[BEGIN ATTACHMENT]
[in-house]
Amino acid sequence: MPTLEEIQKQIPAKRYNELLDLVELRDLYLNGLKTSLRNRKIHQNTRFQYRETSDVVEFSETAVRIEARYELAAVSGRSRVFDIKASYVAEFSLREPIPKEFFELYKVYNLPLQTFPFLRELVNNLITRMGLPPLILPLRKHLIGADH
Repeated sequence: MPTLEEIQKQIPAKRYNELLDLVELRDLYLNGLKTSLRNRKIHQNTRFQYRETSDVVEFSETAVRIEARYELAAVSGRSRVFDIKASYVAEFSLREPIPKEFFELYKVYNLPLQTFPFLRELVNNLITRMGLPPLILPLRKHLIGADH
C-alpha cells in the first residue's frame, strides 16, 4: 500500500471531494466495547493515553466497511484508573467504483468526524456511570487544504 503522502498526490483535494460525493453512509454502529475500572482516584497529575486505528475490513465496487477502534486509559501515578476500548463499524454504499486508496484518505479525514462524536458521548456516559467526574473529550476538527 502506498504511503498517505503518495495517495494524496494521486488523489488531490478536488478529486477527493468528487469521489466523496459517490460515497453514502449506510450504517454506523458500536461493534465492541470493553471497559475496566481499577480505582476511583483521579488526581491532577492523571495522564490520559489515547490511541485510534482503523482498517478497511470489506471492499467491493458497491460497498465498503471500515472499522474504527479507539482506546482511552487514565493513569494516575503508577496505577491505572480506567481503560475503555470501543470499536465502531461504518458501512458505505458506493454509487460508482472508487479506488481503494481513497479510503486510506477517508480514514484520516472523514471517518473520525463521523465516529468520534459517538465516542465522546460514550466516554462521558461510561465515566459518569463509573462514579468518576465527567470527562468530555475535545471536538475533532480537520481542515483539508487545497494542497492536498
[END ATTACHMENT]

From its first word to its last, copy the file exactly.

[in-house]
Amino acid sequence: MPTLEEIQKQIPAKRYNELLDLVELRDLYLNGLKTSLRNRKIHQNTRFQYRETSDVVEFSETAVRIEARYELAAVSGRSRVFDIKASYVAEFSLREPIPKEFFELYKVYNLPLQTFPFLRELVNNLITRMGLPPLILPLRKHLIGADH
Repeated sequence: MPTLEEIQKQIPAKRYNELLDLVELRDLYLNGLKTSLRNRKIHQNTRFQYRETSDVVEFSETAVRIEARYELAAVSGRSRVFDIKASYVAEFSLREPIPKEFFELYKVYNLPLQTFPFLRELVNNLITRMGLPPLILPLRKHLIGADH
C-alpha cells in the first residue's frame, strides 16, 4: 500500500471531494466495547493515553466497511484508573467504483468526524456511570487544504 503522502498526490483535494460525493453512509454502529475500572482516584497529575486505528475490513465496487477502534486509559501515578476500548463499524454504499486508496484518505479525514462524536458521548456516559467526574473529550476538527 502506498504511503498517505503518495495517495494524496494521486488523489488531490478536488478529486477527493468528487469521489466523496459517490460515497453514502449506510450504517454506523458500536461493534465492541470493553471497559475496566481499577480505582476511583483521579488526581491532577492523571495522564490520559489515547490511541485510534482503523482498517478497511470489506471492499467491493458497491460497498465498503471500515472499522474504527479507539482506546482511552487514565493513569494516575503508577496505577491505572480506567481503560475503555470501543470499536465502531461504518458501512458505505458506493454509487460508482472508487479506488481503494481513497479510503486510506477517508480514514484520516472523514471517518473520525463521523465516529468520534459517538465516542465522546460514550466516554462521558461510561465515566459518569463509573462514579468518576465527567470527562468530555475535545471536538475533532480537520481542515483539508487545497494542497492536498